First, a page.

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Kashmir: Rape and murder cases touch off anti-India anger

Residents suspect the involvement of widely resented security forces. But protests may not derail the relative peace of recent years.

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A Kashmiri demonstrator shouts "we want freedom" next to a placard with the pictures of the two women allegedly raped and murdered by Indian security forces, during a protest in Shopian, near Srinagar Wednesday. Thousands of people participated in the march to protest the May 29th incident, according to officials.

Fayaz Kabli/REUTERS

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"Azadi!" – freedom! – yell the angry young men gathered in the road running through Shopian, an orchard-fringed village in Indian-occupied Kashmir.

Protests like this have spread across the state since the recent rape and murder of two young women here – and suspected involvement of security forces.

But as the shouts of youths here suggest, the demonstrations have become about more than justice for two murdered women. They have tapped into the continuing desire for freedom from Indian rule here in the country's only Muslim-majority state.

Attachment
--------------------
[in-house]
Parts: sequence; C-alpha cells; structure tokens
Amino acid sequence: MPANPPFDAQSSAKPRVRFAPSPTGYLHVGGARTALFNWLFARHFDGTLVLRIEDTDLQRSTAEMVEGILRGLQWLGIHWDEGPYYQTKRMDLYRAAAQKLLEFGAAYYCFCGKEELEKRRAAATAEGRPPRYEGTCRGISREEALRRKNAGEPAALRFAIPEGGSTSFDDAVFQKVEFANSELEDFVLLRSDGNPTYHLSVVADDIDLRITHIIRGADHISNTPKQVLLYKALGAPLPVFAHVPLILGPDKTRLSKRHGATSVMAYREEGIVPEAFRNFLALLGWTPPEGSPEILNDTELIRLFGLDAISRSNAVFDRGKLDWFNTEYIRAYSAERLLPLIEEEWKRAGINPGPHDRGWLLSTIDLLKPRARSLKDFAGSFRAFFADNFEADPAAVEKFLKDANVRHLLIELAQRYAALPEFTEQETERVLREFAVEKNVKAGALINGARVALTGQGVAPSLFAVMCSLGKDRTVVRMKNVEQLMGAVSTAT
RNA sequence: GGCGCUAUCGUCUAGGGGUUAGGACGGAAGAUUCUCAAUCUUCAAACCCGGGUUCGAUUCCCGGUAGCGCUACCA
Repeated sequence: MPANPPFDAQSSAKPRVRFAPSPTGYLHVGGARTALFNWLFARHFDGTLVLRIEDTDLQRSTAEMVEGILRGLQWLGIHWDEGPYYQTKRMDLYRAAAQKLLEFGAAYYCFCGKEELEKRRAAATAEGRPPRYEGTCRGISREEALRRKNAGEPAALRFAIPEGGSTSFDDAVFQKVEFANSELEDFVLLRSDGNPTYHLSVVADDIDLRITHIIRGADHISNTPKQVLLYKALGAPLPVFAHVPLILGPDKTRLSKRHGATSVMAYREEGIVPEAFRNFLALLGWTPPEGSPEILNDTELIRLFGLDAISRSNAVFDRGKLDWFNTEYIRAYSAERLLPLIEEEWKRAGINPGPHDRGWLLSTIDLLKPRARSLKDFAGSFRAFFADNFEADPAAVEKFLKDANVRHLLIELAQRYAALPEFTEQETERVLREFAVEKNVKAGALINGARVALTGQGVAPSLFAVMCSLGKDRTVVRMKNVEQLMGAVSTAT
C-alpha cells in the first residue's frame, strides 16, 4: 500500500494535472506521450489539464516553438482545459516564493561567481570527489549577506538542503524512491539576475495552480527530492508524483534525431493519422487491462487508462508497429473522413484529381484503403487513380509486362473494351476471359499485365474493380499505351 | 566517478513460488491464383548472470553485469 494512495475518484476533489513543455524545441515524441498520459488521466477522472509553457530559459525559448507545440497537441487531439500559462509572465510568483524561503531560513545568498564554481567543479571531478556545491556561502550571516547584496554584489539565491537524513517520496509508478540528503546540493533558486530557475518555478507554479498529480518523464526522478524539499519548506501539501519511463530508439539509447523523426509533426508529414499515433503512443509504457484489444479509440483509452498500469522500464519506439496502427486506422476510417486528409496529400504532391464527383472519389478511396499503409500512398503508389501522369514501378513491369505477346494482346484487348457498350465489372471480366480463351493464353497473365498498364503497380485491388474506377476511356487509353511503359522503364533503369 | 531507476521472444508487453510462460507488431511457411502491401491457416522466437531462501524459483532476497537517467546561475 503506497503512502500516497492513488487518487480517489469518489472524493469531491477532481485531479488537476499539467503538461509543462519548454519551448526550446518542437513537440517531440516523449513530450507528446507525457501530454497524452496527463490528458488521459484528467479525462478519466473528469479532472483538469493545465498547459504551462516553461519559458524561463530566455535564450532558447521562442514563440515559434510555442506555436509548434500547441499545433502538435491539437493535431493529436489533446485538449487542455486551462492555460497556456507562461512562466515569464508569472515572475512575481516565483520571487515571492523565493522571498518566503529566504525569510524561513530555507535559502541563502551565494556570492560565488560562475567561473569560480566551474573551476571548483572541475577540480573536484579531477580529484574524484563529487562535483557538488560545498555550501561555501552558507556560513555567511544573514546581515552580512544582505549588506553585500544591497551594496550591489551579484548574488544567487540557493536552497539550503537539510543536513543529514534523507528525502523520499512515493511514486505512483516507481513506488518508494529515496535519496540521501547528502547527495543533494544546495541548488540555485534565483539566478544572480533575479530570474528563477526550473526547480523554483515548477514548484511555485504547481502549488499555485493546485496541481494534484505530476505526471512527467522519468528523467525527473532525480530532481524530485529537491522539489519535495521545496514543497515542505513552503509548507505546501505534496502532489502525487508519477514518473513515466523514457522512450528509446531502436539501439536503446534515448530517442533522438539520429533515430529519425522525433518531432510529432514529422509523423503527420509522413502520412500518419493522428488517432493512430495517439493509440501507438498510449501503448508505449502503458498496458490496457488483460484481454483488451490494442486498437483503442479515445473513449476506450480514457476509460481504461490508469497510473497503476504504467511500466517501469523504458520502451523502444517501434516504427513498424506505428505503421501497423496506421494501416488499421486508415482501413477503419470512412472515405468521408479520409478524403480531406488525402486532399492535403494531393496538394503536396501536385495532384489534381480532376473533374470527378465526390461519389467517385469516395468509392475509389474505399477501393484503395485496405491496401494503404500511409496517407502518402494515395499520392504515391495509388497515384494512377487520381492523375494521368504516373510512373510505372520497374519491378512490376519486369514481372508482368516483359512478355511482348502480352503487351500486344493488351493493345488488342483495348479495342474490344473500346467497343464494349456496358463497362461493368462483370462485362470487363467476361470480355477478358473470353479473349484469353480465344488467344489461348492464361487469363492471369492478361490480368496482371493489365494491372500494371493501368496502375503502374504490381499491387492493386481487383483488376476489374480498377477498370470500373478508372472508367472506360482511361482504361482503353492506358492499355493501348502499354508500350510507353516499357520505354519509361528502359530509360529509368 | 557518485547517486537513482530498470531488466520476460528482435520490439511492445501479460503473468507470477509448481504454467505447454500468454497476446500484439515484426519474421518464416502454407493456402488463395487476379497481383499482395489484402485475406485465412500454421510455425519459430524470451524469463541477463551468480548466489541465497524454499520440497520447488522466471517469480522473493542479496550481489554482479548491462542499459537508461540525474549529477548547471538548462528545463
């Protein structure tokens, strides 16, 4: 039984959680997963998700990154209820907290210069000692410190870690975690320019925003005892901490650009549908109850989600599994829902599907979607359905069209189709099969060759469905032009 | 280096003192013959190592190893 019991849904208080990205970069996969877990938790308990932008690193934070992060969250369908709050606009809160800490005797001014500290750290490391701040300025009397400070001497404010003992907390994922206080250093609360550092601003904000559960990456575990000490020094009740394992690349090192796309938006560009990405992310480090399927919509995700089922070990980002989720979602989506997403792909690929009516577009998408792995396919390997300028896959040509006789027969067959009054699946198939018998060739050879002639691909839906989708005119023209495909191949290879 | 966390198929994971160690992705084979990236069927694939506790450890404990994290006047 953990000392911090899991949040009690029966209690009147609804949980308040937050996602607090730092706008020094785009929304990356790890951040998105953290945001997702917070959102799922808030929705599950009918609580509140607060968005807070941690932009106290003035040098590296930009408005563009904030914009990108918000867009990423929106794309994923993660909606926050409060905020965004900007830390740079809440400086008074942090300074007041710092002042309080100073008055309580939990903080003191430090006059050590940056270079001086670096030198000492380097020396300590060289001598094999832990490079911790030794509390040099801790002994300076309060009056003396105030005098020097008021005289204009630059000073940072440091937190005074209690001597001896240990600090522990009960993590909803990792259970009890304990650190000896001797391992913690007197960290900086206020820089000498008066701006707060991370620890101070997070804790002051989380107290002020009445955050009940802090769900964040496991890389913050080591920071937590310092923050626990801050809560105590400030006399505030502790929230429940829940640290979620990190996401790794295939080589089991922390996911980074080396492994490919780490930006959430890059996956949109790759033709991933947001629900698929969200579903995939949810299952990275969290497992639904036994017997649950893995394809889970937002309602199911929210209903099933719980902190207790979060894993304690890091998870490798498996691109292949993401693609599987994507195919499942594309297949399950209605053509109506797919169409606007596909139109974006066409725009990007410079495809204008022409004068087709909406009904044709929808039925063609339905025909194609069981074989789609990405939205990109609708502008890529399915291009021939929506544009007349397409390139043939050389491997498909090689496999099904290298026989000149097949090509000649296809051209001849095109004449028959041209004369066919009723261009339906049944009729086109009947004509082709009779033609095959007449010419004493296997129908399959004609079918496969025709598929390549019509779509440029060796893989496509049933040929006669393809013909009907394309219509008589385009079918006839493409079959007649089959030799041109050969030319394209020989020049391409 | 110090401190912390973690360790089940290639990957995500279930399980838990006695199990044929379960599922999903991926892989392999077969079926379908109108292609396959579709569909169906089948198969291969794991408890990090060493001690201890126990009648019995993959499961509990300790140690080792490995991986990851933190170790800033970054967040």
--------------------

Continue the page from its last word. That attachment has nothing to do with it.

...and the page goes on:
Government response angers locals

Immediately after the bodies of two young Muslim women, Nilofer Shakeel and Asiya Jan, were found here on May 30, locals suspected the involvement of security forces from nearby bases.

Anger rippled through the state when, only days after the incident, the state's chief minister, Omar Abdullah, said medical tests indicated the women had been neither raped nor murdered. Later forensic tests showed that they had, and Mr. Abdullah ordered a high level judicial inquiry into the crimes.

But by then the murders had triggered statewide protests. At least two people were killed and hundreds wounded. In Shopian this week, the protests continue.

This week, authorities said they would follow the recommendations of an interim report from the inquiry and suspend four police officers for destroying evidence and "dereliction of duty." The final report is due at the end of the month.

In Shopian, people say they will continue to protest until the culprits are locked up. "So far, the authorities have done nothing to help us at all," says Shakeel Ahmed, Ms. Shakeel's wretched-looking husband as he sits at home. Nearby, village children have gathered to play with the couple's toddler.

Desire for independence persists

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